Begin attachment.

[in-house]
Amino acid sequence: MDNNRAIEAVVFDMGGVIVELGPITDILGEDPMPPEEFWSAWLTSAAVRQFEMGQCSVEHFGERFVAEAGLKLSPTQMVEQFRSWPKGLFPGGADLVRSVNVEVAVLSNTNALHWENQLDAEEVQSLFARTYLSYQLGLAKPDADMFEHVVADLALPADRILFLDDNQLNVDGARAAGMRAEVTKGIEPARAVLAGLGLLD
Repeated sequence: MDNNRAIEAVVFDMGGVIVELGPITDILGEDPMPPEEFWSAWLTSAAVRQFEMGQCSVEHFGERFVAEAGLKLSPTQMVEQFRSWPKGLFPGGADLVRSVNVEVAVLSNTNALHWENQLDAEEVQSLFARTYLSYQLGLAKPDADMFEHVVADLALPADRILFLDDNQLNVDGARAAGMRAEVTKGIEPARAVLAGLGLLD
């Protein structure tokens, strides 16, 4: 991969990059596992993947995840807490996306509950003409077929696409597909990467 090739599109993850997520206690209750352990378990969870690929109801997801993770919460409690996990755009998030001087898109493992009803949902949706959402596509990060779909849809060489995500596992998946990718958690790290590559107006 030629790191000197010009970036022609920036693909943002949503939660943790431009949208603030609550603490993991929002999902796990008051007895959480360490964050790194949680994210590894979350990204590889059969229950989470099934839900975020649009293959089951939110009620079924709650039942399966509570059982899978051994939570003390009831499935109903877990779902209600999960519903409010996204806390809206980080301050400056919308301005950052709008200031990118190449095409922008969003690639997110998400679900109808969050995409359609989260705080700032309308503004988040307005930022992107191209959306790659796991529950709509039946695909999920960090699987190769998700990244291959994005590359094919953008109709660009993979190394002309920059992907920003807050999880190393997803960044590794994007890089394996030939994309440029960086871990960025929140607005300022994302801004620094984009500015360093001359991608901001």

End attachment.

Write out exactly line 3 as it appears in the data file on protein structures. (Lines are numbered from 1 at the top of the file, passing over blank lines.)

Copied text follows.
Repeated sequence: MDNNRAIEAVVFDMGGVIVELGPITDILGEDPMPPEEFWSAWLTSAAVRQFEMGQCSVEHFGERFVAEAGLKLSPTQMVEQFRSWPKGLFPGGADLVRSVNVEVAVLSNTNALHWENQLDAEEVQSLFARTYLSYQLGLAKPDADMFEHVVADLALPADRILFLDDNQLNVDGARAAGMRAEVTKGIEPARAVLAGLGLLD